Vision Therapy Can Help Children with Autism

An image of a child with autism, who is riding on a train looking out the window.

Have you ever considered vision therapy for your child? Some of the issues associated with autism, such as poor motor skills, reading difficulties and lack of eye contact, may actually be caused by a vision problem. Vision therapy offers a simple way to improve your child's performance in school and his or her ability to interact with others.

What is Vision Therapy?

Your child may be able to read a vision chart easily, but might still have a vision problem. Good vision relies on a complex interaction between the eyes and the brain. If the brain can't process images correctly, or if strabismus or another condition affects the eyes' ability to work together, vision suffers. Unfortunately, these vision issues may mean that your child may be unable to perform tasks most of us take for granted, such as catching a ball or making eye contact when speaking to other people.

Vision therapy improves the connection between the brain and the eyes and can improve or reduce postures and behaviors associated with autism, including head tilts and awkward gaits. Vision therapy is performed by optometrists who have received additional training in this vision specialty. Vision therapy treatment plans are individually designed to meet patients' specific needs and may include games, exercises, prisms and special lenses.

Is Vision Therapy a Good Choice for Your Child?

Vision therapy can be helpful if your child:

  • Has difficulty with fine and gross motor skills
  • Doesn't remember what he or she has read
  • Can't copy information from a whiteboard
  • Can't focus on objects for long or focuses obsessively on an object
  • Has poor hand-eye coordination
  • Doesn't make eye contact
  • Views people and objects using peripheral vision instead of central vision
  • Enjoys staring at lights or shiny objects
  • Can't coordinate peripheral and central vision

Many of these behaviors can be traced to specific vision processing problems. For example, if your child doesn't make eye contact, you may notice that he or she uses peripheral, or side vision, more than central vision. The problem can occur the eyes don't work together as a team. Eye teaming problems can cause double or blurred vision, fatigue when reading, headaches, eye strain and a short attention span.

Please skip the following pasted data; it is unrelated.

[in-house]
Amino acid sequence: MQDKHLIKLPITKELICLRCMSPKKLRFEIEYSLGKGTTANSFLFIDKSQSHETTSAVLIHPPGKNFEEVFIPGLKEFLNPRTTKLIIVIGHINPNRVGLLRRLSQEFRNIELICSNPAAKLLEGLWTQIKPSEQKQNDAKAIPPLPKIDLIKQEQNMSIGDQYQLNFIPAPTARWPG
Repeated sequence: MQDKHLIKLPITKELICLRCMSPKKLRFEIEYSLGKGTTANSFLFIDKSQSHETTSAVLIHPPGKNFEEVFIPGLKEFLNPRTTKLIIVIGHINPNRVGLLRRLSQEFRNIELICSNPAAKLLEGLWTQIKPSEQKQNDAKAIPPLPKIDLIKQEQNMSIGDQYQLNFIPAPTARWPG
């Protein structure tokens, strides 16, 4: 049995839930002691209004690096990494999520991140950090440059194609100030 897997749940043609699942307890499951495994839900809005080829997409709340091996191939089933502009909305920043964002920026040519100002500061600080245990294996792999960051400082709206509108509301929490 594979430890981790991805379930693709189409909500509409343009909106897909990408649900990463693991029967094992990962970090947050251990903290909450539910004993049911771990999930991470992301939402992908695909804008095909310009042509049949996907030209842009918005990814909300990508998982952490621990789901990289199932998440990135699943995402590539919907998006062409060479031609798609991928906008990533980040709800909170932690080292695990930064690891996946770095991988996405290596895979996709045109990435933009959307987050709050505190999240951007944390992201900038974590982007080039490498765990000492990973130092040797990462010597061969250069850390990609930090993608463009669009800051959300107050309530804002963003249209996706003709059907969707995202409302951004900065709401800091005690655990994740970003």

When your child uses peripheral vision most of the time, he or she only uses the vision in the eye closest to the image. Viewing the world through one eye prevents blurred or double vision. Vision therapy trains the eyes to work together, which can improve your child's ability to make eye contact, focus on tasks, and read and concentrate for longer periods of time without becoming fatigued.

Some children who have autism may be helped by wearing ambient lenses, which are special lenses that change the way light is reflected on the retina. In a study published in the winter 1996 issue of Child Psychiatry and Human Development, researchers reported that the lenses corrected head tilts, and improved posture and the ability to catch balls. Ambient lenses or tinted lenses may also help your child feel less overwhelmed by activity around him or her.

Vision therapy can also help improve spatial awareness. When your child understands how his or her body relates to the space around him, he or she may be less likely to bump into people or objects and may walk more easily and stop heel or toe walking.

Vision Therapy is Fun for Children

Some parents worry that their children won't cooperate during vision therapy because they will find the activities boring or difficult. Activities are geared to your child and designed to be interesting and enjoyable. Games similar to whack a mole help children develop hand-eye coordination, while matching games offer a fun way to improve visual memory.

Vision therapy activities are designed to address the range of visual problems children with autism may experience, such as:

  • Strabismus (cross or turned eyes)
  • Amblyopia (lazy eye)
  • Visual memory problems
  • Balance difficulties
  • Eye tracking issues
  • Discrimination (inability to recognize specific objects in a busy visual environment)
  • Visual integration and spatial processing problems
  • Vision perception
  • Visual-motor problems

Vision therapy can greatly improve your child's quality of life and performance in school and social settings. Call our office today to schedule an evaluation for your child.


Autism Research Institute: Vision Therapy for ASD

College of Optometrists in Vision Development: Vision and Autism, 1/2/08

Optometry and Visual Performance: Vision Therapy for the Autistic Patient, 10/14

Child Psychiatry and Human Development, Winter 1996


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